POP MUSIC REVIEW : Two New Blues Help Brothers Hit a Grace Note
Jim Belushi proved it once and for all Tuesday at the House of Blues: He’s not his late brother John.
He’s way too graceful.
Where John used to punctuate his Blues Brothers performances with clumsy cartwheels, Jim came on stage by executing a rather elegant back somersault to take his new role as Z Blues. In this revived version of the act, he teamed with Dan (Elwood Blues) Aykroyd and a new brother--the stone-faced John (Mighty Mack Blues) Goodman.
Jim is a more graceful vocalist too--although the Blues Brothers’ two short sets--bookending a long, multi-act night to benefit the Artists Rights Foundation and celebrate what would have been John’s 46th birthday--didn’t provide him much of a showcase for it.
And there’s the rub, bub. The Blues Brothers were never about grace. John Belushi, who died in 1982 just down the Sunset Strip at the Chateau Marmont, couldn’t sing and couldn’t really dance, but he was a ball of charisma and energy. There’s no way Jim can match that.
Well, he was graceful about that as well. The notion that he was stepping into his brother’s “shadow” was a favorite topic of the press interviewing him before the show. To one TV reporter who asked if that was a burden, Belushi jocularly replied, “Not to me. Maybe it’s a burden for you!”
Later, he told The Times, “I don’t look at this as filling in (for John). It’s continuing the spirit.”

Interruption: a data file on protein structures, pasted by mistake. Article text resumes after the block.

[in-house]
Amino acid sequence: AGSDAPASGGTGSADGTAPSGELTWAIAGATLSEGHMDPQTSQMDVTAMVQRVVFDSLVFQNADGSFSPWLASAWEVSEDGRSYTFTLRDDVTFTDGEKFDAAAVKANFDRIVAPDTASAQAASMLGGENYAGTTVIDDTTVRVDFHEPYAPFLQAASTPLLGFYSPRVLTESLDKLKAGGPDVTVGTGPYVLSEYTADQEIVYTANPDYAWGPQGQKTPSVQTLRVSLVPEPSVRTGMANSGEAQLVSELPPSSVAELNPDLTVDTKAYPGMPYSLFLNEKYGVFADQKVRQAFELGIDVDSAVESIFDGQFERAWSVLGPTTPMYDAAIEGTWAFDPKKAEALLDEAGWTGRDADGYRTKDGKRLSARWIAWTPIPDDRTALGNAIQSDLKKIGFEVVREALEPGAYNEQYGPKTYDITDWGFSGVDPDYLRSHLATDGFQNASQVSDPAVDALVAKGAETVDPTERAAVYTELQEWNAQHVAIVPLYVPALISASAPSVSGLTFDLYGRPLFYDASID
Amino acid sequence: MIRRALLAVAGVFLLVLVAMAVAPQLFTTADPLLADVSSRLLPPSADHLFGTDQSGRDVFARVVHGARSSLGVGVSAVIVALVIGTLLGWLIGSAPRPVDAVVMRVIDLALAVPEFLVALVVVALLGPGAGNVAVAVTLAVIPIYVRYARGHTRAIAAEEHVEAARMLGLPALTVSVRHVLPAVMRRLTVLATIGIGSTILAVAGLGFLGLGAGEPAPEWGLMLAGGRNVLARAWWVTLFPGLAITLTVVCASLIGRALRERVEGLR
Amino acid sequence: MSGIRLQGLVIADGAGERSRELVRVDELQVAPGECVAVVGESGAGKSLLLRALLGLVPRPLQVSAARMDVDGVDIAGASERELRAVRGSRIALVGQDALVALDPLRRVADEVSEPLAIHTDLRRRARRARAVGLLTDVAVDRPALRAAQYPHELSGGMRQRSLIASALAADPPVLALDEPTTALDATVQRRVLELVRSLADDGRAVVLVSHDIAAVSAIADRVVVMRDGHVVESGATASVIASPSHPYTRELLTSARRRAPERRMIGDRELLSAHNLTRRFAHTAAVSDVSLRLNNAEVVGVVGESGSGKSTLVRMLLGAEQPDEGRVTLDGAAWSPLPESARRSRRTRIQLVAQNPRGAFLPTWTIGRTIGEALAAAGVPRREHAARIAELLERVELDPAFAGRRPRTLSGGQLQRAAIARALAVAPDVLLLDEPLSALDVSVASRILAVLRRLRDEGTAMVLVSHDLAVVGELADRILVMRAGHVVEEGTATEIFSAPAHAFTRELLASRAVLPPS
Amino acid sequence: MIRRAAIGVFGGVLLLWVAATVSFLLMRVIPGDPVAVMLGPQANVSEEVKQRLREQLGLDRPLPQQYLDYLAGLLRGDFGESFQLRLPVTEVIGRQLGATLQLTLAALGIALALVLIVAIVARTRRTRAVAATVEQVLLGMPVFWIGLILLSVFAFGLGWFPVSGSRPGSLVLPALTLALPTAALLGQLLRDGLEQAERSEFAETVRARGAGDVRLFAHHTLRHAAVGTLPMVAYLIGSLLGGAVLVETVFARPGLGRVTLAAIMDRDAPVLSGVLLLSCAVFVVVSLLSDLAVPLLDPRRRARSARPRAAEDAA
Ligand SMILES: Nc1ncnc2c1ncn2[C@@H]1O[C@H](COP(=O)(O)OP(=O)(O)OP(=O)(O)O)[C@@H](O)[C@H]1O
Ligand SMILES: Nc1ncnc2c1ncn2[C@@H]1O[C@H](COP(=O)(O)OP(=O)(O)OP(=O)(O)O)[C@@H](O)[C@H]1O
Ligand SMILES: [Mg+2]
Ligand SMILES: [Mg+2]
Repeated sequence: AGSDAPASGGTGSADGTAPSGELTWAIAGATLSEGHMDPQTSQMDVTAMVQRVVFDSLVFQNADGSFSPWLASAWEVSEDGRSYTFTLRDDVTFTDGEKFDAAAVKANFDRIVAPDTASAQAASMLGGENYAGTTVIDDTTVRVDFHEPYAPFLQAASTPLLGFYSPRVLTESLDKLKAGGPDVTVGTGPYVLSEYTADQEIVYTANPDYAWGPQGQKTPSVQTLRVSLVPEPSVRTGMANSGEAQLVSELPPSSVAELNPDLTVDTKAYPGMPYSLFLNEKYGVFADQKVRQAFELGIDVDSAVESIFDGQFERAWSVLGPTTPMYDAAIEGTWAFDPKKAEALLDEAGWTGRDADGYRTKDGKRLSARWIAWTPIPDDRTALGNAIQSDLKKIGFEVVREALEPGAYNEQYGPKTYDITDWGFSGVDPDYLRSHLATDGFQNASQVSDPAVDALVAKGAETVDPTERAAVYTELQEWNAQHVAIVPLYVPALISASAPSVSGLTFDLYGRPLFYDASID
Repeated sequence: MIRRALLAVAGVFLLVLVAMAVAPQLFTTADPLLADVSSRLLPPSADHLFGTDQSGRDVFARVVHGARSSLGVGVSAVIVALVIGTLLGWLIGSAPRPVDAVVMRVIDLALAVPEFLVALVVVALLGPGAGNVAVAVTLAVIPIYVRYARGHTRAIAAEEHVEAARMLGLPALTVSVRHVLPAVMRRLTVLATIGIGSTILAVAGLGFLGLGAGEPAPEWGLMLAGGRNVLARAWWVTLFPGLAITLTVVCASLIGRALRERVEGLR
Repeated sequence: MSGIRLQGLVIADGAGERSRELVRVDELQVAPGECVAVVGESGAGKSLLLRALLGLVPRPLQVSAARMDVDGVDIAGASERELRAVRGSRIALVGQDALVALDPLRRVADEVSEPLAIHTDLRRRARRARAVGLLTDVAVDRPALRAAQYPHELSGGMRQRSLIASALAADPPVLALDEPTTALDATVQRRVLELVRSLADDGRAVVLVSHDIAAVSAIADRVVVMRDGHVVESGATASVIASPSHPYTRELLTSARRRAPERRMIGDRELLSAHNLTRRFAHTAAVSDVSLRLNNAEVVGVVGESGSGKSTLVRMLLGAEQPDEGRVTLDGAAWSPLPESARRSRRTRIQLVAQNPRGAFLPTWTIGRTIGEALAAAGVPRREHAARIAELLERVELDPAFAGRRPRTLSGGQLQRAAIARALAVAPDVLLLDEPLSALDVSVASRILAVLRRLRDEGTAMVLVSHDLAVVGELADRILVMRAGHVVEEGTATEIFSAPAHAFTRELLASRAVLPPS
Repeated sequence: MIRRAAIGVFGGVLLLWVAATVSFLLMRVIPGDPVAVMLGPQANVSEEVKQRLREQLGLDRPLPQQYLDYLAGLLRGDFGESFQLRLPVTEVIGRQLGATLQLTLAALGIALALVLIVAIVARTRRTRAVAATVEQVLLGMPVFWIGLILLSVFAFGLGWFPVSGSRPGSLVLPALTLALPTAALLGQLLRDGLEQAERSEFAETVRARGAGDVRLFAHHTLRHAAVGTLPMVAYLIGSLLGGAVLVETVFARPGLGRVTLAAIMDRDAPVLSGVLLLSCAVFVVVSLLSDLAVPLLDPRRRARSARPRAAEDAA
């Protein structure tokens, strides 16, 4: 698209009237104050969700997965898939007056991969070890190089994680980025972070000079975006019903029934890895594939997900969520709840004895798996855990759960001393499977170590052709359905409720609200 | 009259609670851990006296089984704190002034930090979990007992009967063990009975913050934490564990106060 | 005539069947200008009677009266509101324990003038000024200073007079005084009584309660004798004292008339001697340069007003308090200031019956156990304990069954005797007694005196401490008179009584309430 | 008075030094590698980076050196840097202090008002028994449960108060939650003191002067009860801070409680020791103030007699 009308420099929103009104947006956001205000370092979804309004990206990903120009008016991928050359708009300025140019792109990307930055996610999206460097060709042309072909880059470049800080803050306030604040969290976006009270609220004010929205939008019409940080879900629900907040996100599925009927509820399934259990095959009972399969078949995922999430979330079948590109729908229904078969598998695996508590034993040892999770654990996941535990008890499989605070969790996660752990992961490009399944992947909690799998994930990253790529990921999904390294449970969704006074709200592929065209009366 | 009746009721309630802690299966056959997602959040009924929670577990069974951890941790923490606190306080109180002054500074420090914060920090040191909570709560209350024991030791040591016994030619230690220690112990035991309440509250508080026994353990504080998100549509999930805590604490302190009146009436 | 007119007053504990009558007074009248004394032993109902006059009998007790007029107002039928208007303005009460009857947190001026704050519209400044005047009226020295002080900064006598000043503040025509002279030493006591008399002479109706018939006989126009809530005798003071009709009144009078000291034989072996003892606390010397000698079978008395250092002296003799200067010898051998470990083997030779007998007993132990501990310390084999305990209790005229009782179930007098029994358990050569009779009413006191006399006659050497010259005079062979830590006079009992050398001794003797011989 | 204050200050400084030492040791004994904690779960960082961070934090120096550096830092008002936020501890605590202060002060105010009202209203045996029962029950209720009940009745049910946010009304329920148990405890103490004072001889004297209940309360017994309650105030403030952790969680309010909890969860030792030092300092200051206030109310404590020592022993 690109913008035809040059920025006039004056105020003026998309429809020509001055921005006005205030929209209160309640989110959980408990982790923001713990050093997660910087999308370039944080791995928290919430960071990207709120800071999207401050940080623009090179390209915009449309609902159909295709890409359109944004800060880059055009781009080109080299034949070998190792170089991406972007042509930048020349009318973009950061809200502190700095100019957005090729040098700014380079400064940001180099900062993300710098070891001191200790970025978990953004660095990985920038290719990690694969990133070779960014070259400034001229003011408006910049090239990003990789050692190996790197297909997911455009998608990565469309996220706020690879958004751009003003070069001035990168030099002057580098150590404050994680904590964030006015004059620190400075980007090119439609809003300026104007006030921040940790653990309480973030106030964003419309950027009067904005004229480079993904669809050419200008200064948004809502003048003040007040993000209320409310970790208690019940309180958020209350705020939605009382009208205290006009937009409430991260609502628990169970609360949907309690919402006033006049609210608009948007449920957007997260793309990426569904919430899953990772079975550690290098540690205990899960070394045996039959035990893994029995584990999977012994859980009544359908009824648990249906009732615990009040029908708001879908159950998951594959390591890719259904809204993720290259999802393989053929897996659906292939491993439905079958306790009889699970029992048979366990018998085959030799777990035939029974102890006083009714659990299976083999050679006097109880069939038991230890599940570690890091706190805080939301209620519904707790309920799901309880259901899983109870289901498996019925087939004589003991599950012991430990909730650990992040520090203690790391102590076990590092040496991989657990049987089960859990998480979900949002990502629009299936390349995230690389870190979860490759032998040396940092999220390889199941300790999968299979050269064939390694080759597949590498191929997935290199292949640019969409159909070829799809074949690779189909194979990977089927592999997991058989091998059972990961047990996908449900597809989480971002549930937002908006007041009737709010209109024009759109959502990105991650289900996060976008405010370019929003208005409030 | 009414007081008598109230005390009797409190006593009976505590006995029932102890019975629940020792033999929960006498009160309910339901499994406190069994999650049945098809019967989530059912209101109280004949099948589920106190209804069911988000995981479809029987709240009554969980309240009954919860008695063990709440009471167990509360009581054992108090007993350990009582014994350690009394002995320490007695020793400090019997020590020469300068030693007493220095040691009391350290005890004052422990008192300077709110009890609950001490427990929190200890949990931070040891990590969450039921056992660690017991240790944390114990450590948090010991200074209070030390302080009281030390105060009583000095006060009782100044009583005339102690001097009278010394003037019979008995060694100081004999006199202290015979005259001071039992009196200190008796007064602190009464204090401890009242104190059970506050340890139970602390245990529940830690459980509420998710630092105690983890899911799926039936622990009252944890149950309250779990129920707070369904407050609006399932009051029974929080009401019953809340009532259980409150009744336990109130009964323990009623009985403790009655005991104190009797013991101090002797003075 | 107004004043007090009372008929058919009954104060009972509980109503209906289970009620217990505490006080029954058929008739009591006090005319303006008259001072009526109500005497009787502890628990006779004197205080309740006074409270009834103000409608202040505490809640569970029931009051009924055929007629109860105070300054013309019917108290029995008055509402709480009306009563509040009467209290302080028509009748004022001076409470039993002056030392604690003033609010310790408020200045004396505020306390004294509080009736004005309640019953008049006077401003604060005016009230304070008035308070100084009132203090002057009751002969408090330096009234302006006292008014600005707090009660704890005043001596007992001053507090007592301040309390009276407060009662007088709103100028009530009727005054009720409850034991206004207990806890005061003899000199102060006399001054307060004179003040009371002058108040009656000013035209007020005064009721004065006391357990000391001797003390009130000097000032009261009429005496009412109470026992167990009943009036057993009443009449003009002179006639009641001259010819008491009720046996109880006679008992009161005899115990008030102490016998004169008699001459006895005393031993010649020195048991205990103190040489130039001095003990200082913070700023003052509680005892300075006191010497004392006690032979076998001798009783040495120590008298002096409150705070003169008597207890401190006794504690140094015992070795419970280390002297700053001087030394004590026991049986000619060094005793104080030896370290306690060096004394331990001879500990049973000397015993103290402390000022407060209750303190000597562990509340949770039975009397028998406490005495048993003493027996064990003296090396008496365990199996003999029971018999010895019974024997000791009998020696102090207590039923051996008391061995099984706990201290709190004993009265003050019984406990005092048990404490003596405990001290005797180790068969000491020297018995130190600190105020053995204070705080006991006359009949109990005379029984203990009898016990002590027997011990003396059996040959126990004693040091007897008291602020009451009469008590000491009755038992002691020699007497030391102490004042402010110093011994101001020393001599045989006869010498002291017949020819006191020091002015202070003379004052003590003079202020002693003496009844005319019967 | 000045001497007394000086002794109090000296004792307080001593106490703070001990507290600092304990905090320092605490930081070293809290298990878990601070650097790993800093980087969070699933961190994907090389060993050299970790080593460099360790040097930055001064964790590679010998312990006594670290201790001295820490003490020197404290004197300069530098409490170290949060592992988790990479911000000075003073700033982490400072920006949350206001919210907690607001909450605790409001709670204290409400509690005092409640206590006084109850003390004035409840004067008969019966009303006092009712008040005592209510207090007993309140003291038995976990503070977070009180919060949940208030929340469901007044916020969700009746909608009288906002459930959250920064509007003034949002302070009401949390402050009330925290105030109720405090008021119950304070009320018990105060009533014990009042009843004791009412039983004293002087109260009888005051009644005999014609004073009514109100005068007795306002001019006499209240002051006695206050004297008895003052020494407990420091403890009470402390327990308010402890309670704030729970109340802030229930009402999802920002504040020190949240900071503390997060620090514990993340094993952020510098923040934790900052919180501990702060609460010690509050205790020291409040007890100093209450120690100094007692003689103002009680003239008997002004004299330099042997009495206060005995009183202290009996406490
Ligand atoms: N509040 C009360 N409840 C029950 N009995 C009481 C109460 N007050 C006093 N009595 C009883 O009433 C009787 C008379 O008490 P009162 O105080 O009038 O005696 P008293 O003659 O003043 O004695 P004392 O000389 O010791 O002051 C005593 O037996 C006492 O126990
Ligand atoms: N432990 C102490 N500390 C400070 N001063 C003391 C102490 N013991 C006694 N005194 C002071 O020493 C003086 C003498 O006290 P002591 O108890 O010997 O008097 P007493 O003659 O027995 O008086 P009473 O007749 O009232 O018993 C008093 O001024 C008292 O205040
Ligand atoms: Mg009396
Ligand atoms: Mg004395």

Belushi, Aykroyd and Goodman did that just fine. Toss out the Ray-Bans, the fedoras and even the silly “Soul Man” choreography and you’ve still got a passionate love for the music and its originators.
To that end, Aykroyd remains a tireless advocate. He was instrumental in putting this show together, bringing in artists as diverse as original soul man Sam Moore, country star Clint Black, Italian star Zucchero, singer-actress Katey Sagal and Go-Go Kathy Valentine and a celebrity A-list that paid as much as $500 a ticket for what proved to be a consistently entertaining, fast-moving evening.
The money will go to support the Artists Rights Foundation’s campaign to prohibit such unauthorized alteration of original art as film colorization and time compression. In an interview before the show, Aykroyd explained that the issue is of equal concern to writers, filmmakers and musicians. “Forrest Gump” director Robert Zemeckis, an organizer of the event, added that the key issue is making sure “that for future generations the art exists in its original form.”
No one’s going to ever pretend that the Blues Brothers Mark II (or even Mark I) preserves the blues’ original form. It’s still basically a one-joke skit that got way out of control, what with the hit records and a movie and the House of Blues clubs themselves. And now there’s this revival, with plans in the works for more records, another movie and additional clubs.
You can debate whether the act--after thousands of frat-house talent-show imitations-- should be revived, but Tuesday it was plenty of spirited fun.
Whadyawant? R-r-r-rubber biscuits?